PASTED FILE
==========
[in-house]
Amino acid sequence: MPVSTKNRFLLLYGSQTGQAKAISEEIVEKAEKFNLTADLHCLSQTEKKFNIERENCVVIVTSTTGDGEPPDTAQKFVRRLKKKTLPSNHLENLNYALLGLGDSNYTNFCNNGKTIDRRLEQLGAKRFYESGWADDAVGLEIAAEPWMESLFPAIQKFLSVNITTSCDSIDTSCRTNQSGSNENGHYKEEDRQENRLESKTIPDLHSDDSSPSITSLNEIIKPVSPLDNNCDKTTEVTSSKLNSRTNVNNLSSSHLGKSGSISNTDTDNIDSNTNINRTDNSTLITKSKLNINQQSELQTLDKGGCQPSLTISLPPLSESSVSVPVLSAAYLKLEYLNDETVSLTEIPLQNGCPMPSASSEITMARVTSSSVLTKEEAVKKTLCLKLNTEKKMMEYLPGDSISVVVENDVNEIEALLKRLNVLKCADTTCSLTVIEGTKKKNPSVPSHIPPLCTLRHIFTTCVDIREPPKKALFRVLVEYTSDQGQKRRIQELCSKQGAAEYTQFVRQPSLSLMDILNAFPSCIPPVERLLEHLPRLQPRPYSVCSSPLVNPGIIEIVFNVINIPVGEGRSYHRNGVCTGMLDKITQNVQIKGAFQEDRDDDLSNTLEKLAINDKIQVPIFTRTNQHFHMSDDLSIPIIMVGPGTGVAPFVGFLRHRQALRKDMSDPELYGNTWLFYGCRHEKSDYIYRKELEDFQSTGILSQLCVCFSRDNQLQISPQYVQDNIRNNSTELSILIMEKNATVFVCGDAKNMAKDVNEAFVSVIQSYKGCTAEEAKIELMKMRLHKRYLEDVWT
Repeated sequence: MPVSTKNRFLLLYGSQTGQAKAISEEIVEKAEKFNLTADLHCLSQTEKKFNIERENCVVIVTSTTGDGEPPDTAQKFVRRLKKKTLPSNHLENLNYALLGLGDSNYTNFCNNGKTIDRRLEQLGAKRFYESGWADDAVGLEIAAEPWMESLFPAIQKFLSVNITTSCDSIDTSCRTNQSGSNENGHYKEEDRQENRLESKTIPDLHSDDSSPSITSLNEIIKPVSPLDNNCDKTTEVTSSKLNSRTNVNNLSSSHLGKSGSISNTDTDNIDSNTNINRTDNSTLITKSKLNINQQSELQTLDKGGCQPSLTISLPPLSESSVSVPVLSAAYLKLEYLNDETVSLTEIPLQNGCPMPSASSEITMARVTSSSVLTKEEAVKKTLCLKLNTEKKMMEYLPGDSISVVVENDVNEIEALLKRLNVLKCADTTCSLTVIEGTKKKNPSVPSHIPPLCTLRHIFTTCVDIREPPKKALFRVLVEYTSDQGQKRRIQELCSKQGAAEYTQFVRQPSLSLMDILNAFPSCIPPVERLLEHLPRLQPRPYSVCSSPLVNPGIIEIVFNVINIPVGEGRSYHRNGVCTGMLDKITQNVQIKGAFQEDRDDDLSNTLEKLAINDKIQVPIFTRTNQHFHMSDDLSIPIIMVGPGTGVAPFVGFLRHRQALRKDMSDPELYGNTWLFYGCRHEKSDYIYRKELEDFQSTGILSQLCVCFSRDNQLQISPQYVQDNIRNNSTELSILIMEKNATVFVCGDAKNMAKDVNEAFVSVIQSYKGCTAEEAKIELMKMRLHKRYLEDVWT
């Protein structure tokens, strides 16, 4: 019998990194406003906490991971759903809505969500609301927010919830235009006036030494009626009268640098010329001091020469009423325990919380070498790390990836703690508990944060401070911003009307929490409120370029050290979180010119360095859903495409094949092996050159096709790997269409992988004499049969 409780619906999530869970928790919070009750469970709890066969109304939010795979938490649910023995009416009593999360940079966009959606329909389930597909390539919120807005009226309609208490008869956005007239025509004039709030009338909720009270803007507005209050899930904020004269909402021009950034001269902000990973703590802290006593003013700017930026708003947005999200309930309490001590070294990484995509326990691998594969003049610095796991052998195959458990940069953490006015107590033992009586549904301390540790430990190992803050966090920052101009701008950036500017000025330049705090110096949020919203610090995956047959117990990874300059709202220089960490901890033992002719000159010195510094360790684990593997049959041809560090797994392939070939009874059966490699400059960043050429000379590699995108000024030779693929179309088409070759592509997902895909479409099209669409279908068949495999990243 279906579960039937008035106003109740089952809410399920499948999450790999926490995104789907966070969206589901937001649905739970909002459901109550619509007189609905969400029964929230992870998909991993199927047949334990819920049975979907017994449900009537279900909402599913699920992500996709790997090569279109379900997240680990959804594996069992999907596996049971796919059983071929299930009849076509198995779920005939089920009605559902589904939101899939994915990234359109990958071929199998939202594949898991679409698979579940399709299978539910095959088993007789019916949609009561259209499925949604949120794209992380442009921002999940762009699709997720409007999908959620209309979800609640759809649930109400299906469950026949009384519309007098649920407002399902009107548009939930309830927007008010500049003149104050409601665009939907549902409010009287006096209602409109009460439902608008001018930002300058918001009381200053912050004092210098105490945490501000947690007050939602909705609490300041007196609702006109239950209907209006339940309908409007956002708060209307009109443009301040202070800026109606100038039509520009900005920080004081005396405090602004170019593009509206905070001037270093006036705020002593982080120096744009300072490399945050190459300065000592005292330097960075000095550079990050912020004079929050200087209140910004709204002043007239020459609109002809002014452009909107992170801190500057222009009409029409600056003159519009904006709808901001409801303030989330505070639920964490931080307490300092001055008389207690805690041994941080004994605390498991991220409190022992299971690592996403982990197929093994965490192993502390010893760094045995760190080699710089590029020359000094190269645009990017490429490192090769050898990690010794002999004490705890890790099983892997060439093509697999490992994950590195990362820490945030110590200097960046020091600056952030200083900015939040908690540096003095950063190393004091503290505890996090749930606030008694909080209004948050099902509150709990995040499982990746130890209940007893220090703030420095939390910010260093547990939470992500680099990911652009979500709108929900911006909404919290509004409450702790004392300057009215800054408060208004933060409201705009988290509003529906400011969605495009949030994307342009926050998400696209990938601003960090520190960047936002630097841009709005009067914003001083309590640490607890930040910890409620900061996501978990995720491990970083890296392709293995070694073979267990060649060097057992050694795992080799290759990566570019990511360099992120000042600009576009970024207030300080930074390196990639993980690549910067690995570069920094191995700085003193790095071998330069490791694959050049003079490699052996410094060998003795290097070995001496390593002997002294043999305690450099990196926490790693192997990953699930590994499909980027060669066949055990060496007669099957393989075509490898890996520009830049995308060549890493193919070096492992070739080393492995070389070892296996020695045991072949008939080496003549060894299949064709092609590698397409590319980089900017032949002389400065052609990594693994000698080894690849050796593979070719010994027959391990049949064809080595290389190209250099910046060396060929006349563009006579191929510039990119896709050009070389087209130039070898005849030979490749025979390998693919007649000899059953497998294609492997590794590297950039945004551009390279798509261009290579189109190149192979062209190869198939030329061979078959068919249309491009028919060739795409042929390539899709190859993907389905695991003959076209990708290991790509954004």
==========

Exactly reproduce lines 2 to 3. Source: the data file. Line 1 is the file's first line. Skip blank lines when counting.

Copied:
Amino acid sequence: MPVSTKNRFLLLYGSQTGQAKAISEEIVEKAEKFNLTADLHCLSQTEKKFNIERENCVVIVTSTTGDGEPPDTAQKFVRRLKKKTLPSNHLENLNYALLGLGDSNYTNFCNNGKTIDRRLEQLGAKRFYESGWADDAVGLEIAAEPWMESLFPAIQKFLSVNITTSCDSIDTSCRTNQSGSNENGHYKEEDRQENRLESKTIPDLHSDDSSPSITSLNEIIKPVSPLDNNCDKTTEVTSSKLNSRTNVNNLSSSHLGKSGSISNTDTDNIDSNTNINRTDNSTLITKSKLNINQQSELQTLDKGGCQPSLTISLPPLSESSVSVPVLSAAYLKLEYLNDETVSLTEIPLQNGCPMPSASSEITMARVTSSSVLTKEEAVKKTLCLKLNTEKKMMEYLPGDSISVVVENDVNEIEALLKRLNVLKCADTTCSLTVIEGTKKKNPSVPSHIPPLCTLRHIFTTCVDIREPPKKALFRVLVEYTSDQGQKRRIQELCSKQGAAEYTQFVRQPSLSLMDILNAFPSCIPPVERLLEHLPRLQPRPYSVCSSPLVNPGIIEIVFNVINIPVGEGRSYHRNGVCTGMLDKITQNVQIKGAFQEDRDDDLSNTLEKLAINDKIQVPIFTRTNQHFHMSDDLSIPIIMVGPGTGVAPFVGFLRHRQALRKDMSDPELYGNTWLFYGCRHEKSDYIYRKELEDFQSTGILSQLCVCFSRDNQLQISPQYVQDNIRNNSTELSILIMEKNATVFVCGDAKNMAKDVNEAFVSVIQSYKGCTAEEAKIELMKMRLHKRYLEDVWT
Repeated sequence: MPVSTKNRFLLLYGSQTGQAKAISEEIVEKAEKFNLTADLHCLSQTEKKFNIERENCVVIVTSTTGDGEPPDTAQKFVRRLKKKTLPSNHLENLNYALLGLGDSNYTNFCNNGKTIDRRLEQLGAKRFYESGWADDAVGLEIAAEPWMESLFPAIQKFLSVNITTSCDSIDTSCRTNQSGSNENGHYKEEDRQENRLESKTIPDLHSDDSSPSITSLNEIIKPVSPLDNNCDKTTEVTSSKLNSRTNVNNLSSSHLGKSGSISNTDTDNIDSNTNINRTDNSTLITKSKLNINQQSELQTLDKGGCQPSLTISLPPLSESSVSVPVLSAAYLKLEYLNDETVSLTEIPLQNGCPMPSASSEITMARVTSSSVLTKEEAVKKTLCLKLNTEKKMMEYLPGDSISVVVENDVNEIEALLKRLNVLKCADTTCSLTVIEGTKKKNPSVPSHIPPLCTLRHIFTTCVDIREPPKKALFRVLVEYTSDQGQKRRIQELCSKQGAAEYTQFVRQPSLSLMDILNAFPSCIPPVERLLEHLPRLQPRPYSVCSSPLVNPGIIEIVFNVINIPVGEGRSYHRNGVCTGMLDKITQNVQIKGAFQEDRDDDLSNTLEKLAINDKIQVPIFTRTNQHFHMSDDLSIPIIMVGPGTGVAPFVGFLRHRQALRKDMSDPELYGNTWLFYGCRHEKSDYIYRKELEDFQSTGILSQLCVCFSRDNQLQISPQYVQDNIRNNSTELSILIMEKNATVFVCGDAKNMAKDVNEAFVSVIQSYKGCTAEEAKIELMKMRLHKRYLEDVWT